WORLD SOCIETY, 1815-1830

A gargantuan panorama of the 15 transforming years immediately after the Napoleonic era, when "peace came and immense new resources in finance, management, science and technology which were now available could be put to constructive purposes." Johnson (Intellectuals, 1989; A History of the Jews, 1987, etc.), a past editor of the New Statesman and the Spectator, is a master of vigorous narratives on epic topics. Astoundingly, he writes with fascination about events and movements in virtually all fields of human endeavor, whether the subjugation of Native Americans by Andrew Jackson, the scientific discoveries of Humphrey Davy, the compositions of Beethoven, the transparent innovations of George Stephenson and John McAdam, or such social phenomena as dueling, adultery, illegitimacy, and animal protectionism. He also throws an unexpected light on how artists and scientists formed a "conjunction of minds" by drawing on work in other fields (e.g., how intuitive speculations by Coleridge and Shelley about atomic and electromagnetic theory inspired the experimental science of Davy and Michael Faraday). Johnson's narrative and analytical skills even compensate for many dubious passages when his conservatism leads him to stretch for parallels between 19th- and 20th-century politics—for example, when he sees the genesis of the US-British "special relationship" at a moment when both nations continued to be wary of the other's attention, or likens Romantic admirers of Napoleon such as Shelley, Hazlitt, and Byron to intellectuals enamored of Stalinism in the 1930's. Maddeningly long and highly opinionated, but a lively and readable history of a world "exhilarated and sometimes bewildered by the rapid changes which were transforming it.

Pub Date: June 5, 1991

ISBN: 0060922826

Page Count: 1120

Publisher: HarperCollins

Review Posted Online: May 20, 2010

Kirkus Reviews Issue: May 1, 1991

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The author's youthfulness helps to assure the inevitable comparison with the Anne Frank diary although over and above the...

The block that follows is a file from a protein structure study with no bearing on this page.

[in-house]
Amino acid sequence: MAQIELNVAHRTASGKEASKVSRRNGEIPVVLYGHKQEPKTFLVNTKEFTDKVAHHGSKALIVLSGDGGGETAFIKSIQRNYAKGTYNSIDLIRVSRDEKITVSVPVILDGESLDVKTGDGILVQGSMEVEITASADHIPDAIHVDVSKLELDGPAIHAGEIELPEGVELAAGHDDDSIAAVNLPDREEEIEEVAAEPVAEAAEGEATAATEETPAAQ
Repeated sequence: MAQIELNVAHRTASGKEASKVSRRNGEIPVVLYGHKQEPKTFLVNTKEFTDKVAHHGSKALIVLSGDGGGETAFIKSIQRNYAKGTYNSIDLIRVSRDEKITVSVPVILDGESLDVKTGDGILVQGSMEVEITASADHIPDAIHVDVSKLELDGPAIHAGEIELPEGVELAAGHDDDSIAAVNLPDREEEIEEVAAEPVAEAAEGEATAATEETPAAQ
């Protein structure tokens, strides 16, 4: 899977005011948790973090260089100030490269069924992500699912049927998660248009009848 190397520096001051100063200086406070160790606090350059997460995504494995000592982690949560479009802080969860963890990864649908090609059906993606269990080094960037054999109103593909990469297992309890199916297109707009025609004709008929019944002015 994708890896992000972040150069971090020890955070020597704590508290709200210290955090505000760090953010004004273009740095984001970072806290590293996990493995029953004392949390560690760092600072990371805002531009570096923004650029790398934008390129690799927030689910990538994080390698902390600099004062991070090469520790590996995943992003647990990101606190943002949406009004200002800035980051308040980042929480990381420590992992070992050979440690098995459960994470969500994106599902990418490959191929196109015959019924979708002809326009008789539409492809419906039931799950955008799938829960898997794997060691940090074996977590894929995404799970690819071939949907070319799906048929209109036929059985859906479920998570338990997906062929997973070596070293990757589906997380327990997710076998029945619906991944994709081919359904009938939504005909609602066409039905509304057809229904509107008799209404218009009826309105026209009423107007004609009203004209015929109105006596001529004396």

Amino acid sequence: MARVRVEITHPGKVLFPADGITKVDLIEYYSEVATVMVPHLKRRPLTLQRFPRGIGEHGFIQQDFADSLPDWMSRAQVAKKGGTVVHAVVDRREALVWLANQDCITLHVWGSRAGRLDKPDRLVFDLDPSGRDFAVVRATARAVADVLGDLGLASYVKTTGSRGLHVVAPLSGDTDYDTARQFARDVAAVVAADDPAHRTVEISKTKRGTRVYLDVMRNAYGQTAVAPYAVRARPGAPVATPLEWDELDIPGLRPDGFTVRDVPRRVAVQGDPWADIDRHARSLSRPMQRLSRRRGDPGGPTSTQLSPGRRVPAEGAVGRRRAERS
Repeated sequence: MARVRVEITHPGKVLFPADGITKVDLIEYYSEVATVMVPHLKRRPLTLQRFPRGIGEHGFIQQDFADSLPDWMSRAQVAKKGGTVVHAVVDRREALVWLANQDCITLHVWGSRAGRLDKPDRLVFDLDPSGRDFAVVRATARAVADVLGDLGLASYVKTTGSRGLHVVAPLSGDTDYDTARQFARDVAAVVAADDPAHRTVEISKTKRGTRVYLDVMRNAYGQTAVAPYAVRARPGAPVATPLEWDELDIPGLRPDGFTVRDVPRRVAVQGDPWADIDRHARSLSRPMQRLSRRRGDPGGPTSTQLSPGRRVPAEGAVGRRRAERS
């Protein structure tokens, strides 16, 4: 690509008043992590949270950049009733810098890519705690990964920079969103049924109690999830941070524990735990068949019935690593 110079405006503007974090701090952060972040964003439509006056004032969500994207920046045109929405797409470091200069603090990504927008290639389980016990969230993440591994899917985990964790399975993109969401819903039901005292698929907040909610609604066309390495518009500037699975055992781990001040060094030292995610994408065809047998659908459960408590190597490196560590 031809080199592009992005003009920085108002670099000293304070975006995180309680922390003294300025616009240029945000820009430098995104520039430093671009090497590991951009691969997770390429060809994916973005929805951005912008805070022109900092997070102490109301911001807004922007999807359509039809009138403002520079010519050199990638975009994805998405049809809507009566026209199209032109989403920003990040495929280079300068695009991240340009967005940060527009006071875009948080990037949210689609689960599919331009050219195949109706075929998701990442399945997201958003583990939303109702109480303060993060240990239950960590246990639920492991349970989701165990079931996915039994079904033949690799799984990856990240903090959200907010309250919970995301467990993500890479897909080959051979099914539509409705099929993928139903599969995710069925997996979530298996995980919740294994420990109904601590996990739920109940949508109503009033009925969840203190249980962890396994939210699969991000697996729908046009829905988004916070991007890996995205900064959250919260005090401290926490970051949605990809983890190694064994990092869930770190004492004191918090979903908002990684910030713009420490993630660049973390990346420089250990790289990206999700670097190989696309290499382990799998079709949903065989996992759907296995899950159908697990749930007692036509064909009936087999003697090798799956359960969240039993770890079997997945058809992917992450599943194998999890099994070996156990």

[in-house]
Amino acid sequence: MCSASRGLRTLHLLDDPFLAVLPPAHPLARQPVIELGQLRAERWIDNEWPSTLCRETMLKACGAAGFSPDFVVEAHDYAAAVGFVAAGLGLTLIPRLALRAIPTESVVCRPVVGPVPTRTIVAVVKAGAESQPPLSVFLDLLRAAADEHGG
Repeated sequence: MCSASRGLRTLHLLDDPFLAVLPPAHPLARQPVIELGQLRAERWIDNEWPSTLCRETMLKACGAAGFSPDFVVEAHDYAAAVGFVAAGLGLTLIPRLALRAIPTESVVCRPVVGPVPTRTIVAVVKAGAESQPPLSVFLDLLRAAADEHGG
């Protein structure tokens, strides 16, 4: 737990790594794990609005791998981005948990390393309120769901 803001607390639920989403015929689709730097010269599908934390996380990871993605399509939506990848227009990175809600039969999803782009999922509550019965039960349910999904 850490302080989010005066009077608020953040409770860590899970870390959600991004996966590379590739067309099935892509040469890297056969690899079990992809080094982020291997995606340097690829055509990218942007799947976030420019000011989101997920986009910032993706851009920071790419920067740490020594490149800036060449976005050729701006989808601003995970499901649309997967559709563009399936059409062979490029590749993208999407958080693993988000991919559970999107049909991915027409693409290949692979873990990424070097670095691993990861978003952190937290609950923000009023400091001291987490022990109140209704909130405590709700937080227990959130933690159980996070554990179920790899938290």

Elie Wiesel spent his early years in a small Transylvanian town as one of four children. 

He was the only one of the family to survive what Francois Maurois, in his introduction, calls the "human holocaust" of the persecution of the Jews, which began with the restrictions, the singularization of the yellow star, the enclosure within the ghetto, and went on to the mass deportations to the ovens of Auschwitz and Buchenwald. There are unforgettable and horrifying scenes here in this spare and sombre memoir of this experience of the hanging of a child, of his first farewell with his father who leaves him an inheritance of a knife and a spoon, and of his last goodbye at Buchenwald his father's corpse is already cold let alone the long months of survival under unconscionable conditions. 

The author's youthfulness helps to assure the inevitable comparison with the Anne Frank diary although over and above the sphere of suffering shared, and in this case extended to the death march itself, there is no spiritual or emotional legacy here to offset any reader reluctance.

Pub Date: Jan. 16, 2006

ISBN: 0374500010

Page Count: 120

Publisher: Hill & Wang

Review Posted Online: Oct. 7, 2011

Kirkus Reviews Issue: Jan. 15, 2006

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For Howard Zinn, long-time civil rights and anti-war activist, history and ideology have a lot in common. Since he thinks that everything is in someone's interest, the historian—Zinn posits—has to figure out whose interests he or she is defining/defending/reconstructing (hence one of his previous books, The Politics of History). Zinn has no doubts about where he stands in this "people's history": "it is a history disrespectful of governments and respectful of people's movements of resistance." So what we get here, instead of the usual survey of wars, presidents, and institutions, is a survey of the usual rebellions, strikes, and protest movements. Zinn starts out by depicting the arrival of Columbus in North America from the standpoint of the Indians (which amounts to their standpoint as constructed from the observations of the Europeans); and, after easily establishing the cultural disharmony that ensued, he goes on to the importation of slaves into the colonies. Add the laborers and indentured servants that followed, plus women and later immigrants, and you have Zinn's amorphous constituency. To hear Zinn tell it, all anyone did in America at any time was to oppress or be oppressed; and so he obscures as much as his hated mainstream historical foes do—only in Zinn's case there is that absurd presumption that virtually everything that came to pass was the work of ruling-class planning: this amounts to one great indictment for conspiracy. Despite surface similarities, this is not a social history, since we get no sense of the fabric of life. Instead of negating the one-sided histories he detests, Zinn has merely reversed the image; the distortion remains.

Pub Date: Jan. 1, 1979

ISBN: 0061965588

Page Count: 772

Publisher: Harper & Row

Review Posted Online: May 26, 2012

Kirkus Reviews Issue: Jan. 1, 1979

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